Since shock thicknesses are of the order of a few mean free paths and the length of a mean free path is of the order of 107 m for air at standard conditions, it is easily seen that fully resolved Navier-Stokes simulations of a shock wave would require a large number of grid points within a microscopic region surrounding the shock front, in addition to those grid points that are needed to properly resolve the macroscopic features of the flow field. Although the tremendous advances in computer power “may bring computational fluid dynamics to a molecular scale, where shocks will cease to be discontinuities and have a real thickness, full of viscous and thermodynamical effects …’’ [4], even nowadays, the inner structure of the shock waves is necessarily underresolved in a realistic Navier-Stokes simulation. This is precisely the situation that occurs when shock-capturing schemes, which represent the numerical model most commonly used nowadays, are used to solve flows with shocks. Shock-capturing discretizations, which date back to the work by von Neumann and Richtmyer [5], lay their foundations in the mathematical theory of weak solutions, which allows to compute all type of flows, including those with shocks, using the same discretization of the conservation law form of the governing equations at all grid cells. This has obvious consequences in terms of coding simplicity, since the same set of operations is repeated within all control volumes of the mesh, no matter how complicated the flow might be. Coding simplicity is the primary reason for the widespread use of shock-capturing schemes in the simulation of compressible flows. Coding simplicity comes not for free, however, and shock capturing solutions of flows featuring strong shock waves are sometimes characterised by large numerical errors and by the appearance of bizarre anomalies. The sources of the numerical errors are various. The most evident cause is the numerical thickness of the captured shock, which depends on the local mesh size and, for the reasons explained above, is always much larger than the physical shock thickness. Two other possible causes are the generation of spurious numerical oscillations [68] along the shock front and the reduction of the order of accuracy of the computed solution to a mere first order in the entire region downstream of a captured shock [6, 911]. Spurious oscillations arise when the faces of the control volumes of the mesh are not aligned with the shock front; loss of accuracy is probably due to the fact that the flow state of those gridpoints that fall inside a captured shock bear little resemblance with the physical shock structure and are rather to be seen as numerical artefacts. Among the various anomalies exhibited by shock-capturing discretizations, the most evident ones are the stagnation point anomalies [1216] and the carbuncle phenomenon [1719]. A large body of the literature has emerged over the last decades addressing possible cures to the aforementioned problems. Trying to give even a brief account of these attempts is well beyond the scope of the present paper, but it seems clear to the authors that none of these efforts has yet given birth to the “ultimate’’ shock-capturing scheme. Given up hope of finding such an ideal scheme, another chance to improve the quality of shock-capturing calculations consists in coupling the flow solver with a posteriori mesh generation/adaptation/refinement procedures. Indeed, the generation of a new mesh, tailored on the shock pattern and finer in the shock-normal direction, or the refinement/adaptation of an existing mesh not only allows to bring the captured shock thickness closer to (but still far from) its physical value, but also allows to improve the solution quality by aligning the faces of the control volumes with the shock front. Of course, improving the mesh quality alleviates the symptoms, but does not cure the disease. Nonetheless, it is true that good meshes help considerably in reducing the numerical errors induced by captured shock waves, thus significantly enhancing the quality of the computed solution in the entire region downstream of a shock. A discussion on the possible strategies to construct meshes that are better suited to capture shock waves is one of the goals of the present paper.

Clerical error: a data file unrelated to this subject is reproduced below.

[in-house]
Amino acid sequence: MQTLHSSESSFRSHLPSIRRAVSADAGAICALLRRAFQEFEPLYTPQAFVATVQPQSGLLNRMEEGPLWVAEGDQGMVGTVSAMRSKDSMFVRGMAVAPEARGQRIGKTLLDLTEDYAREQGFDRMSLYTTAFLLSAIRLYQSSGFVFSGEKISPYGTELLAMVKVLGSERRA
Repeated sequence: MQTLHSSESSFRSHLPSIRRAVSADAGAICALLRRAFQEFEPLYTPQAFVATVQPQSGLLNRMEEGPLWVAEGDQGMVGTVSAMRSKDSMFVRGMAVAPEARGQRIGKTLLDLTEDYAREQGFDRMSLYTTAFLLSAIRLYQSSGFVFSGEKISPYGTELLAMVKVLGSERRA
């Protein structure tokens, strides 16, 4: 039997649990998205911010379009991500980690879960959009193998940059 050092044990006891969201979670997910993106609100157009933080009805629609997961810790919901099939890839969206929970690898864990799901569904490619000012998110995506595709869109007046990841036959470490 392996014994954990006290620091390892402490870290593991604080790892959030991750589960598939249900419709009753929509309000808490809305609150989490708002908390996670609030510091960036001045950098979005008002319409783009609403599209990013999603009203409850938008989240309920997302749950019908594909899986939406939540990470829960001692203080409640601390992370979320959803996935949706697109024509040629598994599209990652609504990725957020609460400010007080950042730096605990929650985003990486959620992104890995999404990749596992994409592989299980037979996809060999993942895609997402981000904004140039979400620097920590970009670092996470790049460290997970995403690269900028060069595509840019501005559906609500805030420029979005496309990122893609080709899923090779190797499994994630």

As already mentioned, however, a different approach for modeling shock waves within the continuum framework is possible: it is called shock fitting and, from a historical perspective, it is even older than shock capturing, since its first appearance is credited [2, Chapter 1], [20] to Emmons [21, 22]. Shock fitting consists in locating and tracking the motion of the discontinuities which are treated as boundaries between regions where a smooth solution to the governing PDEs exists. The Rankine-Hugoniot jump relations are used to calculate the space-time evolution of the discontinuity and the governing equations are discretized only within the smooth regions of the flow field. Shock-fitting methods have enjoyed a remarkable popularity at the dawn of CFD thanks to their ability to accurately compute flows featuring strong shocks on coarse grids using the modest computational resources available at that time. For a given mesh resolution, shock-fitting discretizations are characterized by smaller numerical errors than shock-capturing solutions because they are immune from all those sources of error, previously described, that arise along a captured shock front. Moreover, shock-fitting schemes do not suffer from the other numerical anomalies described previously.